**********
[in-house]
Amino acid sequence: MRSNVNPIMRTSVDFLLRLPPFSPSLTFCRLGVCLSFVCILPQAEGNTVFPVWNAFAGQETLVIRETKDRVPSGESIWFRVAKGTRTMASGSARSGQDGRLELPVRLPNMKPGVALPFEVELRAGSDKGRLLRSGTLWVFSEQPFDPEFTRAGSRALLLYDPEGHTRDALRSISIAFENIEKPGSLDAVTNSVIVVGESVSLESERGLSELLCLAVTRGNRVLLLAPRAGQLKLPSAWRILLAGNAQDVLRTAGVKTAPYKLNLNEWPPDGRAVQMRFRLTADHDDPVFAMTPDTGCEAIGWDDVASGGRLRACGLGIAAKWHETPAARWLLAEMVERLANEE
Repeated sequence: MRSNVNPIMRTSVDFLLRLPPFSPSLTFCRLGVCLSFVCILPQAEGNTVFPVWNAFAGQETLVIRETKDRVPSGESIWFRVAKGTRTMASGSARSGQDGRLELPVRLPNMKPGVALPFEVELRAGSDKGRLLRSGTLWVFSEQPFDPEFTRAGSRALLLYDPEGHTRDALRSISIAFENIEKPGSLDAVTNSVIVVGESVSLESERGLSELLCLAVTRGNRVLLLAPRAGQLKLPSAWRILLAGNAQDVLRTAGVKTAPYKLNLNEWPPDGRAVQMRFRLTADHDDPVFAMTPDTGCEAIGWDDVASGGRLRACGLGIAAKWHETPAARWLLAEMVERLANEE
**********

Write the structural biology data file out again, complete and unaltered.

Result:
[in-house]
Amino acid sequence: MRSNVNPIMRTSVDFLLRLPPFSPSLTFCRLGVCLSFVCILPQAEGNTVFPVWNAFAGQETLVIRETKDRVPSGESIWFRVAKGTRTMASGSARSGQDGRLELPVRLPNMKPGVALPFEVELRAGSDKGRLLRSGTLWVFSEQPFDPEFTRAGSRALLLYDPEGHTRDALRSISIAFENIEKPGSLDAVTNSVIVVGESVSLESERGLSELLCLAVTRGNRVLLLAPRAGQLKLPSAWRILLAGNAQDVLRTAGVKTAPYKLNLNEWPPDGRAVQMRFRLTADHDDPVFAMTPDTGCEAIGWDDVASGGRLRACGLGIAAKWHETPAARWLLAEMVERLANEE
Repeated sequence: MRSNVNPIMRTSVDFLLRLPPFSPSLTFCRLGVCLSFVCILPQAEGNTVFPVWNAFAGQETLVIRETKDRVPSGESIWFRVAKGTRTMASGSARSGQDGRLELPVRLPNMKPGVALPFEVELRAGSDKGRLLRSGTLWVFSEQPFDPEFTRAGSRALLLYDPEGHTRDALRSISIAFENIEKPGSLDAVTNSVIVVGESVSLESERGLSELLCLAVTRGNRVLLLAPRAGQLKLPSAWRILLAGNAQDVLRTAGVKTAPYKLNLNEWPPDGRAVQMRFRLTADHDDPVFAMTPDTGCEAIGWDDVASGGRLRACGLGIAAKWHETPAARWLLAEMVERLANEE